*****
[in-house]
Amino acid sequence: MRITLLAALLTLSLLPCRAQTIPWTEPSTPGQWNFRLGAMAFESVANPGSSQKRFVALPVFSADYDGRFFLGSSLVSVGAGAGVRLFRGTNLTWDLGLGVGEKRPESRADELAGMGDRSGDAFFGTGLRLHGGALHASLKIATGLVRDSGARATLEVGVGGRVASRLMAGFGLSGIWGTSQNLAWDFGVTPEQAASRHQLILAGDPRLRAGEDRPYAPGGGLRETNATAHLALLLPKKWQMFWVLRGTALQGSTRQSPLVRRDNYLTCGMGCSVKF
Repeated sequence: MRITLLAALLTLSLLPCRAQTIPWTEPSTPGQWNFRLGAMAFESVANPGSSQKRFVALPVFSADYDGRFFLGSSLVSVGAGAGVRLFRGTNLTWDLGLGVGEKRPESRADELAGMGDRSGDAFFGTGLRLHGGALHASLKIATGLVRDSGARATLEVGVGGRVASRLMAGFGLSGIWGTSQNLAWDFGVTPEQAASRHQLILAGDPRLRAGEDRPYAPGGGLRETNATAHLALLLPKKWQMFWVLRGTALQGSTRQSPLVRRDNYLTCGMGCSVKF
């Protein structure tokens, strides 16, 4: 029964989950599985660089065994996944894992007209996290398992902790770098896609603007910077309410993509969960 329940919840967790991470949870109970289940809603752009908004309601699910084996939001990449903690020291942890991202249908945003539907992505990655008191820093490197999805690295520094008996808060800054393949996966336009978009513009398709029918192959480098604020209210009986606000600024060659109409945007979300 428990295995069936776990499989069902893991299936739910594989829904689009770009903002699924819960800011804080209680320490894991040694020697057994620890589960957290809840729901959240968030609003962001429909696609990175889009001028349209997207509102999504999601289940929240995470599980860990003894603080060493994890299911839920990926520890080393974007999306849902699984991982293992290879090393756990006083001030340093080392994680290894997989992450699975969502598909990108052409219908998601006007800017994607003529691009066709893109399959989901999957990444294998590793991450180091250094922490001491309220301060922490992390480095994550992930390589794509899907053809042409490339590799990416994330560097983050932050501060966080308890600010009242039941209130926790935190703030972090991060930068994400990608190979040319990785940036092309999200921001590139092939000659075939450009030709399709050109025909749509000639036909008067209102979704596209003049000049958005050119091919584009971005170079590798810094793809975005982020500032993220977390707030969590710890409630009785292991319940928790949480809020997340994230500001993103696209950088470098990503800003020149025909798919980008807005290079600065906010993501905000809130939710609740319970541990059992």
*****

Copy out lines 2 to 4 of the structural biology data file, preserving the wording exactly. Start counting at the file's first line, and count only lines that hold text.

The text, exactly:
Amino acid sequence: MRITLLAALLTLSLLPCRAQTIPWTEPSTPGQWNFRLGAMAFESVANPGSSQKRFVALPVFSADYDGRFFLGSSLVSVGAGAGVRLFRGTNLTWDLGLGVGEKRPESRADELAGMGDRSGDAFFGTGLRLHGGALHASLKIATGLVRDSGARATLEVGVGGRVASRLMAGFGLSGIWGTSQNLAWDFGVTPEQAASRHQLILAGDPRLRAGEDRPYAPGGGLRETNATAHLALLLPKKWQMFWVLRGTALQGSTRQSPLVRRDNYLTCGMGCSVKF
Repeated sequence: MRITLLAALLTLSLLPCRAQTIPWTEPSTPGQWNFRLGAMAFESVANPGSSQKRFVALPVFSADYDGRFFLGSSLVSVGAGAGVRLFRGTNLTWDLGLGVGEKRPESRADELAGMGDRSGDAFFGTGLRLHGGALHASLKIATGLVRDSGARATLEVGVGGRVASRLMAGFGLSGIWGTSQNLAWDFGVTPEQAASRHQLILAGDPRLRAGEDRPYAPGGGLRETNATAHLALLLPKKWQMFWVLRGTALQGSTRQSPLVRRDNYLTCGMGCSVKF
């Protein structure tokens, strides 16, 4: 029964989950599985660089065994996944894992007209996290398992902790770098896609603007910077309410993509969960 329940919840967790991470949870109970289940809603752009908004309601699910084996939001990449903690020291942890991202249908945003539907992505990655008191820093490197999805690295520094008996808060800054393949996966336009978009513009398709029918192959480098604020209210009986606000600024060659109409945007979300 428990295995069936776990499989069902893991299936739910594989829904689009770009903002699924819960800011804080209680320490894991040694020697057994620890589960957290809840729901959240968030609003962001429909696609990175889009001028349209997207509102999504999601289940929240995470599980860990003894603080060493994890299911839920990926520890080393974007999306849902699984991982293992290879090393756990006083001030340093080392994680290894997989992450699975969502598909990108052409219908998601006007800017994607003529691009066709893109399959989901999957990444294998590793991450180091250094922490001491309220301060922490992390480095994550992930390589794509899907053809042409490339590799990416994330560097983050932050501060966080308890600010009242039941209130926790935190703030972090991060930068994400990608190979040319990785940036092309999200921001590139092939000659075939450009030709399709050109025909749509000639036909008067209102979704596209003049000049958005050119091919584009971005170079590798810094793809975005982020500032993220977390707030969590710890409630009785292991319940928790949480809020997340994230500001993103696209950088470098990503800003020149025909798919980008807005290079600065906010993501905000809130939710609740319970541990059992």